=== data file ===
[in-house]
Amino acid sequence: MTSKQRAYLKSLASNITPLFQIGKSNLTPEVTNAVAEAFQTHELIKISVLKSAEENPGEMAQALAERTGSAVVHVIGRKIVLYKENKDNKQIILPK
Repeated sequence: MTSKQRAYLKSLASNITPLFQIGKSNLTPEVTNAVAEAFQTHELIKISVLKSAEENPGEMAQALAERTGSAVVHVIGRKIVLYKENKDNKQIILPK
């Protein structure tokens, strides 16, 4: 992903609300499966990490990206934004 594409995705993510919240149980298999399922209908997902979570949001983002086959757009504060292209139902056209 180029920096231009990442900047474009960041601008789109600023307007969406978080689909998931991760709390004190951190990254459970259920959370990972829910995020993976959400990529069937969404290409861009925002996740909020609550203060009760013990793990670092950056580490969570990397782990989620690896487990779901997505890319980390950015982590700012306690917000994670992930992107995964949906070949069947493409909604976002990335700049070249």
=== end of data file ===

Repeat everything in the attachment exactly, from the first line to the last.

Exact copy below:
[in-house]
Amino acid sequence: MTSKQRAYLKSLASNITPLFQIGKSNLTPEVTNAVAEAFQTHELIKISVLKSAEENPGEMAQALAERTGSAVVHVIGRKIVLYKENKDNKQIILPK
Repeated sequence: MTSKQRAYLKSLASNITPLFQIGKSNLTPEVTNAVAEAFQTHELIKISVLKSAEENPGEMAQALAERTGSAVVHVIGRKIVLYKENKDNKQIILPK
């Protein structure tokens, strides 16, 4: 992903609300499966990490990206934004 594409995705993510919240149980298999399922209908997902979570949001983002086959757009504060292209139902056209 180029920096231009990442900047474009960041601008789109600023307007969406978080689909998931991760709390004190951190990254459970259920959370990972829910995020993976959400990529069937969404290409861009925002996740909020609550203060009760013990793990670092950056580490969570990397782990989620690896487990779901997505890319980390950015982590700012306690917000994670992930992107995964949906070949069947493409909604976002990335700049070249």